Don't miss

Replay


LATEST SHOWS

MEDIAWATCH

Anticipating the debate

Read more

EYE ON AFRICA

Abubakar Shekau says he is still leading Boko Haram

Read more

THE DEBATE

Peace at last? Colombia, FARC rebels sign historic peace accord (part 1)

Read more

THE DEBATE

Peace at last? Colombia, FARC rebels sign historic peace accord (part 2)

Read more

ENCORE!

Music show: Mykki Blanco, Van Morrison & The Weeknd’s duo with Daft Punk

Read more

FOCUS

FRANCE 24 exclusive: The last stand for Libya’s Oil Crescent

Read more

TALKING EUROPE

Greece’s minister of tourism: ‘Tourism is a government priority’

Read more

TALKING EUROPE

Terrorism, strike actions and migrant crisis: Is the EU becoming less attractive to tourists?

Read more

BUSINESS DAILY

Moody's cuts Turkey's credit rating to junk

Read more

Americas

Fort Hood shooting suspect may face death penalty

Text by News Wires

Latest update : 2011-07-06

The US Army psychiatrist, Nidal Hasan (pictured), charged with killing 13 people after a shooting rampage at the Fort Hood army base in Texas could face the death penalty if convicted, it was reported Wednesday.

AFP - A US Army psychiatrist charged with the Fort Hood shooting rampage will face a military trial and a potential death sentence if he is found guilty, a top general said Wednesday.

The case of Major Nidal Hasan, accused of opening fire at the Texas army base on November 5, 2009, has been approved for a court-martial that will "consider death as an authorized punishment," said Lieutenant General Donald Campbell, the commander at Fort Hood.

The Fort Hood attack killed 12 soldiers and a civilian, and left another 32 people wounded.

Hasan, a US Army psychiatrist at the time, was shot by police who tried to halt the carnage, and he was paralyzed from the neck down.

Campbell decided to convene a court-martial after considering "all matters submitted by defense counsel" and the recommendations of an investigating officer, he said in a statement.

A military judge will now be assigned to the case and a trial date will be set, it said.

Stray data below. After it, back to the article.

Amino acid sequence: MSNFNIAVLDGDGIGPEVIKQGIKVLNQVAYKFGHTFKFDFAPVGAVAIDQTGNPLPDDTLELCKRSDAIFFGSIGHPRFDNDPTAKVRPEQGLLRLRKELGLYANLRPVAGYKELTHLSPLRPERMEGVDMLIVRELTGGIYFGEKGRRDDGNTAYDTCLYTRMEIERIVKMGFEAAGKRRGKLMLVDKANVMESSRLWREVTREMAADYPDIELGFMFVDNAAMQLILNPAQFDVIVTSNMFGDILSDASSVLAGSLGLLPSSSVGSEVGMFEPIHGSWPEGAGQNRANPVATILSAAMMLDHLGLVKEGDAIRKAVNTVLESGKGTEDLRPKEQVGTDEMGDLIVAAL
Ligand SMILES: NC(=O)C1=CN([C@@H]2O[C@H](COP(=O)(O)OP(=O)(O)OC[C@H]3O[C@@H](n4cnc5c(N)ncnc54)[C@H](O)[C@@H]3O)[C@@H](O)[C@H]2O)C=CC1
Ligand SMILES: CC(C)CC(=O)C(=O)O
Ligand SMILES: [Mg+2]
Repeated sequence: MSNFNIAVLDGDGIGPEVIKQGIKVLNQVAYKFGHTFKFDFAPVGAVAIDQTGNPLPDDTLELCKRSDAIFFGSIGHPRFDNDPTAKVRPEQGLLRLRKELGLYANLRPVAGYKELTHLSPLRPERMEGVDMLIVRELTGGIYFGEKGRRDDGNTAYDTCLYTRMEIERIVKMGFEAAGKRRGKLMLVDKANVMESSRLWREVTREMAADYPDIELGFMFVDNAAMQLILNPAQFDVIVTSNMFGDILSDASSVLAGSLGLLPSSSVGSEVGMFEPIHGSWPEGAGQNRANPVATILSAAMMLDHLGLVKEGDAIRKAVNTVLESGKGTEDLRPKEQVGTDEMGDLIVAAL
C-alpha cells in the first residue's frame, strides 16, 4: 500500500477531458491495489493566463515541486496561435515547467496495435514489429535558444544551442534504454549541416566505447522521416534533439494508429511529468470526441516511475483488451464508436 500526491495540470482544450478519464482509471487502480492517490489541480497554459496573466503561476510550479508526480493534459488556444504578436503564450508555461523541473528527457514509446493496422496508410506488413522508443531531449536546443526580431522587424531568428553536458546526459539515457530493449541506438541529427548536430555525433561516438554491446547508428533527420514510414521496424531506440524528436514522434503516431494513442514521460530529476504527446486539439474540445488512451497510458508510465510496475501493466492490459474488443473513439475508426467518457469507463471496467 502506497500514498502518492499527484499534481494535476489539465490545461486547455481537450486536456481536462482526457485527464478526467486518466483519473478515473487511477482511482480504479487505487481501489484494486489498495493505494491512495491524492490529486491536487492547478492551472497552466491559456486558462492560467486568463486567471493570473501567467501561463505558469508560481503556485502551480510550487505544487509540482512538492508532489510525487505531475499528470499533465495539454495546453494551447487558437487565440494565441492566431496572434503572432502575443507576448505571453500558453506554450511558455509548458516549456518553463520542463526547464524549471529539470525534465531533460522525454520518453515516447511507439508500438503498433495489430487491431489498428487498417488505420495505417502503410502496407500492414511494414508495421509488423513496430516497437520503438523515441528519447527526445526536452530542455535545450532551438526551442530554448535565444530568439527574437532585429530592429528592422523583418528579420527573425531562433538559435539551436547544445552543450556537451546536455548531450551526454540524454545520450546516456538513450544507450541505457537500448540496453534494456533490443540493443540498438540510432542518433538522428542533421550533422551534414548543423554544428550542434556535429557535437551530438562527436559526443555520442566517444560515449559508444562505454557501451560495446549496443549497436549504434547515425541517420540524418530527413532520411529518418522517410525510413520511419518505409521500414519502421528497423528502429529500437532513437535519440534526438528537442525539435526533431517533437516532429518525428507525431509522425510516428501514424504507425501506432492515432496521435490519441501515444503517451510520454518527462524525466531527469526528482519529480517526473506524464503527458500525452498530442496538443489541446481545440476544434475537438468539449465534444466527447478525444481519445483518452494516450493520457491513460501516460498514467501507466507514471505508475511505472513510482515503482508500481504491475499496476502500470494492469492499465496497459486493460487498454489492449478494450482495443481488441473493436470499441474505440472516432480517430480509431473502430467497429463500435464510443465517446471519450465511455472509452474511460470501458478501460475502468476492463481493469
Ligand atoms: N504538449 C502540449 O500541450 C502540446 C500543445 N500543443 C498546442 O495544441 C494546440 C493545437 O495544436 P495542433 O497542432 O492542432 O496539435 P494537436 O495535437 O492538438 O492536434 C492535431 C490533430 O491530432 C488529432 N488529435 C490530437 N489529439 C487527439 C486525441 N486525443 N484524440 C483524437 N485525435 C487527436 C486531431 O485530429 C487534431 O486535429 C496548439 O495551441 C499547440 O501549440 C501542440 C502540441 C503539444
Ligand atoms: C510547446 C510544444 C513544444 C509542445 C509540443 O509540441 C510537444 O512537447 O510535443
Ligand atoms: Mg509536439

Hasan will first be asked to appear for an arraignment hearing, and he "is presumed innocent unless and until proven guilty in a court of law," it added.

The Federal Bureau of Investigation has alleged Hasan had contacts with a firebrand Islamic cleric in Yemen, Anwar al-Awlaqi, who US officials see as posing a grave threat to the United States.

Hasan, who was born in Virginia to Palestinian parents and raised in the state, had attended a mosque in 2001 where Awlaqi worked.

Prior to the rampage, Hasan also voiced doubts over the role of Muslim soldiers in the US military, according to military officers.

In January, a panel of medical experts, known as a "sanity board," ruled that Hasan was sane and fit for trial.

The shooting jolted the American military and prompted calls for stronger safeguards against possible internal security threats and "homegrown" terror attacks.

US lawmakers have criticized the Pentagon over how Hasan's case was handled and charged that warning signs were ignored.

Two lawmakers in February issued a report saying the government failed to grasp the suspect's growing Islamist extremism.

Senate Homeland Security Committee Chairman Joe Lieberman, an independent, and the panel's top Republican, Senator Susan Collins, rebuked the Pentagon and the FBI for failing to take action after colleagues branded Hasan "a ticking time bomb."

 

Date created : 2011-07-06

COMMENT(S)